Seemingly distinct cognitive tasks often activate similar anatomical networks. For example, the right fronto-parietal cortex is active across a wide variety of paradigms suggesting that these regions may subserve a general cognitive function. We utilized fMRI and a GO/NOGO task consisting of two conditions, one with intermittent unpredictive "cues-to-attend" and the other without any "cues-to-attend," in order to investigate areas involved in inhibition of a prepotent response and top-down attentional control. Sixteen subjects (5 male, ages ranging from 20 to 30 years) responded to an alternating sequence of the letters X and Y and withheld responding when the alternating sequence was broken (e.g., when X followed an X). Cues were rare stimulus font-color changes, which were linked to a simple instruction to attend to the task at hand. We hypothesized that inhibitions and cues, despite requiring quite different responses from subjects, might engage similar top-down attentional control processes and would thus share a common network of anatomical substrates. Although inhibitions and cues activated a number of distinct brain regions, a similar network of right dorsolateral prefrontal and inferior parietal regions was active for both. These results suggest that this network, commonly activated for response inhibition, may subserve a more general cognitive control process involved in allocating top-down attentional resources.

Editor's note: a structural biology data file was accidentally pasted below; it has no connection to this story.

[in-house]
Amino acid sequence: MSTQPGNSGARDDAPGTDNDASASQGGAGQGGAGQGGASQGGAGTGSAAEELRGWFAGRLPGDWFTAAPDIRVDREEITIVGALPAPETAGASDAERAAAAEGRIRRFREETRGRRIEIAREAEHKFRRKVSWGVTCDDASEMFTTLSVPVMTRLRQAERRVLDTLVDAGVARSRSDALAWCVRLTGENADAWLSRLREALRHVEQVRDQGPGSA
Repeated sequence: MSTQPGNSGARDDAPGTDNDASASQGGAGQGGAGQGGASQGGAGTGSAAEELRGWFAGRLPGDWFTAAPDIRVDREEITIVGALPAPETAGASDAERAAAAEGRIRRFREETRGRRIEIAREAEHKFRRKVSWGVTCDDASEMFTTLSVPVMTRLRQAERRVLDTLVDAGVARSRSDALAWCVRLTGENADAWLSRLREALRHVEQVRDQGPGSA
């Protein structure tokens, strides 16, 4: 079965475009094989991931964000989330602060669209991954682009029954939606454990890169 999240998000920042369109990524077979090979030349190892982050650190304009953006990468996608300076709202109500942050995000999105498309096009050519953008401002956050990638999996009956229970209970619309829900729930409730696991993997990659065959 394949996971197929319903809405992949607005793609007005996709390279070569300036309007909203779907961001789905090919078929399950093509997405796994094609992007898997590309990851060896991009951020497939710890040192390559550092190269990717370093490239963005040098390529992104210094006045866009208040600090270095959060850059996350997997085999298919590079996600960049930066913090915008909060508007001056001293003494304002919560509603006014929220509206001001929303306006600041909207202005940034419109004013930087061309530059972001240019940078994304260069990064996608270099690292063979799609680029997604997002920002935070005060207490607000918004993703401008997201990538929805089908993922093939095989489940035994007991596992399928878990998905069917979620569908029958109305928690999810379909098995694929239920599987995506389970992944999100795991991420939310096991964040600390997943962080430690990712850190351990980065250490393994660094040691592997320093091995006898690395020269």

- Right DLPFC
- Top-down control
ASJC Scopus subject areas
- Neuropsychology and Physiological Psychology